This post is to set forth a little game that attempts to demonstrate something that I find to be intriguing about the real numbers. The game is one that takes place in a theoretical sense only. It starts by assuming we have two pieces of paper. On each is a line segment of length two: [0,2]. Each piece of paper is then stuck to a wall, one just above the other, so that the line segments on each piece of paper are perfectly aligned. This means the line segments on each piece of paper run parallel to each other and drawing a vertical line between each 0 and each 2 would form a rectangle.

On the upper line segment we mark two numbers, $r$ and $r+1$, where:

$$r \in \, (0,1\, ) \text{ and } r \notin \mathbb{Q}$$

On the lower line segment we mark two more numbers, $r’$ and $r’+1$, where:

$$r’ > r,$$ $$r’ \in \, (0,1\, ),$$ $$r’ \notin \mathbb{Q}, \text{ and}$$ $$r’ - r \notin \mathbb{Q}$$

We are now ready to start our game. The object of the game is to slide the top piece of paper horizontally to the right so as to make all of the rational numbers in $\, (r,r+1\, )$ align vertically with all of the rational numbers in $\, (r’,r’+1\, )$. Fortunately, for purposes of this game, we are given the ability to slide ‘perfectly’ given that this game takes place only in a theoretical sense.

Despite our ability to slide the uppermost piece of paper with God-like precision, it is seemingly still impossible to win the game. The length that we would have to slide the upper piece of paper to the right must be a rational number because sliding an irrational length to the right would imply that none of the rational numbers align (ie, a rational plus an irrational will always be irrational). However, if we slide a rational length to the right, then $r$ and $r’$ could not be vertically aligned. In that case, the Archimedean property of the real numbers would ensure that an infinite number of rational numbers on each line segment could also not be vertically aligned.1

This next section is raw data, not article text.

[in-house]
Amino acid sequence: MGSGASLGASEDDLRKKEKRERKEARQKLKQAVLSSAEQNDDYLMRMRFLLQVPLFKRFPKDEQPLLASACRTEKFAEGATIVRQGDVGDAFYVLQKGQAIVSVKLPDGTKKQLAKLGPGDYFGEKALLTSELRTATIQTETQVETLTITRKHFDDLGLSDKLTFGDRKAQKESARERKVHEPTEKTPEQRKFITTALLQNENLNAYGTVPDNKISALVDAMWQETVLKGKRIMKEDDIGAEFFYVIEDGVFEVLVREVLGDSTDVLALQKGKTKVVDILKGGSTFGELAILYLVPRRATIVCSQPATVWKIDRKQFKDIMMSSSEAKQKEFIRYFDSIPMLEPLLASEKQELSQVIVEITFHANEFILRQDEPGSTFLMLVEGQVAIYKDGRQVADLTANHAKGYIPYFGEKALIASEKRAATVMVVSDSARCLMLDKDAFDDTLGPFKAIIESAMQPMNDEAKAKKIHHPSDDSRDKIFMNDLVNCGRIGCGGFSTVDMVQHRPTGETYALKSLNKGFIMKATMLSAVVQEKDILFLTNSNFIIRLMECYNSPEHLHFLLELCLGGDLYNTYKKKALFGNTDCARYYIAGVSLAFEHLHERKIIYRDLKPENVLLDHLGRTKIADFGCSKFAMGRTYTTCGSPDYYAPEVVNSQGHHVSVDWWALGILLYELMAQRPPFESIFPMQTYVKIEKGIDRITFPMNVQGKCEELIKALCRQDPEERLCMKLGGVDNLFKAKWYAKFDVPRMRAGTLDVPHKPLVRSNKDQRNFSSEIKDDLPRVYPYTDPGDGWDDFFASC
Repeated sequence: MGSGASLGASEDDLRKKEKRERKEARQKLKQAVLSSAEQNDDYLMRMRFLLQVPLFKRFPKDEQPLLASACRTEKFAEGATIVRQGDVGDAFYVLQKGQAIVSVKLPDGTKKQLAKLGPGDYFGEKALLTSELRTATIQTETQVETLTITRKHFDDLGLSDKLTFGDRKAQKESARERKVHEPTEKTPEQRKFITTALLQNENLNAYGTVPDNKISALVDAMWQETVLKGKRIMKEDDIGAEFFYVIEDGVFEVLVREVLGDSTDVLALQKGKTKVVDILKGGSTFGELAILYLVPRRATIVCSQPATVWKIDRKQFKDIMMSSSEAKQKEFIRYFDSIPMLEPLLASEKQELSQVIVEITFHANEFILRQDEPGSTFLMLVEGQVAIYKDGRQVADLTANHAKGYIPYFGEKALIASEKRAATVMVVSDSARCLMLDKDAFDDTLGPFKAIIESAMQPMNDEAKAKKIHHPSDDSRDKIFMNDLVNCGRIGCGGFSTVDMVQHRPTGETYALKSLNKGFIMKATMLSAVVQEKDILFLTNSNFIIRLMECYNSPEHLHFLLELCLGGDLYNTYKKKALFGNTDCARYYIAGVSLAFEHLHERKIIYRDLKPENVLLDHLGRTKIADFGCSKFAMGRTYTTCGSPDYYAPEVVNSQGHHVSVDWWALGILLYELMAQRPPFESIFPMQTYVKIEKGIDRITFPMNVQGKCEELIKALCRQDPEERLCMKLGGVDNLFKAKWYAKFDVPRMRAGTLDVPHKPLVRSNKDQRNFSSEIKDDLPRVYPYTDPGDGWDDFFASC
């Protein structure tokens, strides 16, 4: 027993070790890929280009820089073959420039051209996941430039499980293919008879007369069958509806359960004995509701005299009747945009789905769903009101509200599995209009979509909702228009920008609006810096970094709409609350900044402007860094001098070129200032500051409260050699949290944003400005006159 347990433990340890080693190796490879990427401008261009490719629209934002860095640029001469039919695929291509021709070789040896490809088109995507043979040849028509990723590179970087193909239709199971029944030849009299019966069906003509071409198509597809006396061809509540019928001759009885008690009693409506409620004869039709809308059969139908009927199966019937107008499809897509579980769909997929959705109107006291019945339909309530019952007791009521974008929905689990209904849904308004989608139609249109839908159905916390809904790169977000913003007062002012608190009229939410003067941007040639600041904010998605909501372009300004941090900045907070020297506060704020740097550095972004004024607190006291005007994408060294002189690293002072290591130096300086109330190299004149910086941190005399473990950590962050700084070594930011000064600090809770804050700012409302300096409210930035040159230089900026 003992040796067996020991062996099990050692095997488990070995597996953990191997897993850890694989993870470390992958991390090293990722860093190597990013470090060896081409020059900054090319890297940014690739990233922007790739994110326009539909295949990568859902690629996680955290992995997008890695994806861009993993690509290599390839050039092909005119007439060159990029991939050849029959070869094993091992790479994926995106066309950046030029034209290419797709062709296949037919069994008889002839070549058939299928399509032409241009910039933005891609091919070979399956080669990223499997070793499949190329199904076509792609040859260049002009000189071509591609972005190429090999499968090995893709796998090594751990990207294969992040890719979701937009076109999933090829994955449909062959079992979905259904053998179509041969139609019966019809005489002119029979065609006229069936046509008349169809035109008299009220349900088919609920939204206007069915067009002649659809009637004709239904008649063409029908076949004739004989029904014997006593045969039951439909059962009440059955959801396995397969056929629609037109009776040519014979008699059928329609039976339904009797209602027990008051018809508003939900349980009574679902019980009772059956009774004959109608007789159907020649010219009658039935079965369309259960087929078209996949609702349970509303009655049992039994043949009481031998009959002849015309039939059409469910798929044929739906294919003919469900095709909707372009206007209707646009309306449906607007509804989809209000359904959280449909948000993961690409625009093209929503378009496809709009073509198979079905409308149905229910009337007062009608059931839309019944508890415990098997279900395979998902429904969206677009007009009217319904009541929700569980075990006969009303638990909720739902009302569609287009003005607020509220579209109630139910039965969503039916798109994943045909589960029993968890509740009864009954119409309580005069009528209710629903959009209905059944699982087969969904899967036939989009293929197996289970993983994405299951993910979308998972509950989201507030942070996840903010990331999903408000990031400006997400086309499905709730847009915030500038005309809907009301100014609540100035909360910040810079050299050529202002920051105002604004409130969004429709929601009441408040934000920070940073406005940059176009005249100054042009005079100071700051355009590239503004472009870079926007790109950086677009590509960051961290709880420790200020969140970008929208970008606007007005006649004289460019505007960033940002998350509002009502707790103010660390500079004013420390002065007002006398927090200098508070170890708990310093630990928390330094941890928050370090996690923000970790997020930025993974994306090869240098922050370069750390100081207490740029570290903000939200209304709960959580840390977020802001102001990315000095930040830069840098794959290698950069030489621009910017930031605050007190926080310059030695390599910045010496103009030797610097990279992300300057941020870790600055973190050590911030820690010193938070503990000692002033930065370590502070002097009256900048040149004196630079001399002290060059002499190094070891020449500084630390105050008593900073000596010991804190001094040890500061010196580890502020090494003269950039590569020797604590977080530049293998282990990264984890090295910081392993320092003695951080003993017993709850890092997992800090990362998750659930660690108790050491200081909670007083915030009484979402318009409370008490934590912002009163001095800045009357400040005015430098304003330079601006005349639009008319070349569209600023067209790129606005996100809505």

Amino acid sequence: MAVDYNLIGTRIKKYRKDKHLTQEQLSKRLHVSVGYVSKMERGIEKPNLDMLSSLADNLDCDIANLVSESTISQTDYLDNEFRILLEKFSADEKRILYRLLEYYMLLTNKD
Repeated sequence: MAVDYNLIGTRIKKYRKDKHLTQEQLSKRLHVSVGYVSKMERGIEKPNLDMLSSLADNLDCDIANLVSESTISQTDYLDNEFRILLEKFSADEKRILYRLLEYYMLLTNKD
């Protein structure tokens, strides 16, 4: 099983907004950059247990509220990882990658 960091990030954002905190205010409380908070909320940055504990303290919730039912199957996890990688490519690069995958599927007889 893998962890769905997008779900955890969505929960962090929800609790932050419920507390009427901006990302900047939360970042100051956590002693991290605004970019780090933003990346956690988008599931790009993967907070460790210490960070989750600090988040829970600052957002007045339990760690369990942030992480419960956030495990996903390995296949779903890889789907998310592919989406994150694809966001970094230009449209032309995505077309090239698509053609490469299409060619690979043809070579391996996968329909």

At first glance there may not be much to discuss here as we're touching on only the basics of real analysis. But, I want to point out a few things that I find confusing if not paradoxical:

1) The unaligned rationals come in pairs. For any given $$q \in A = \{r’-r+p : p \in \, (r,r+1\, ) \cap \mathbb{Q} \}$$ let $q’$ be the $$q’ \in \, (r’, r’+1\, ) \cap \mathbb{Q} \text{ such that } \{q'-p : p \in \,(r’,r’+1\, ) \cap \mathbb{Q} \} = \{q-p : p \in A \}$$

2) When $r$ and $r’$ are aligned, the rationals in $\, (r,r+1\, )$ and $\, (r’,r’+1\, )$ are not. This means that there must exist a space between each pair of unaligned rationals $q$ and $q’$ (otherwise they would align).

3) When $r$ and $r’$ are aligned, we can define the distance $x = |q’-q|$ and note simply that the distance $x$ must be an irrational number because the distance between a rational number and an irrational number is always irrational (note that $q$ now holds an irrational position on the number line because $r$ and $r’$ are aligned). We can also note that since all of the rationals exist within $r’$ and $r’+1$ when $r$ and $r'$ are aligned, shifting the upper piece of paper by a distance of $x$ so as to make all of the rationals align would not cause any to fall outside of $\, (r’,r’+1\, )$.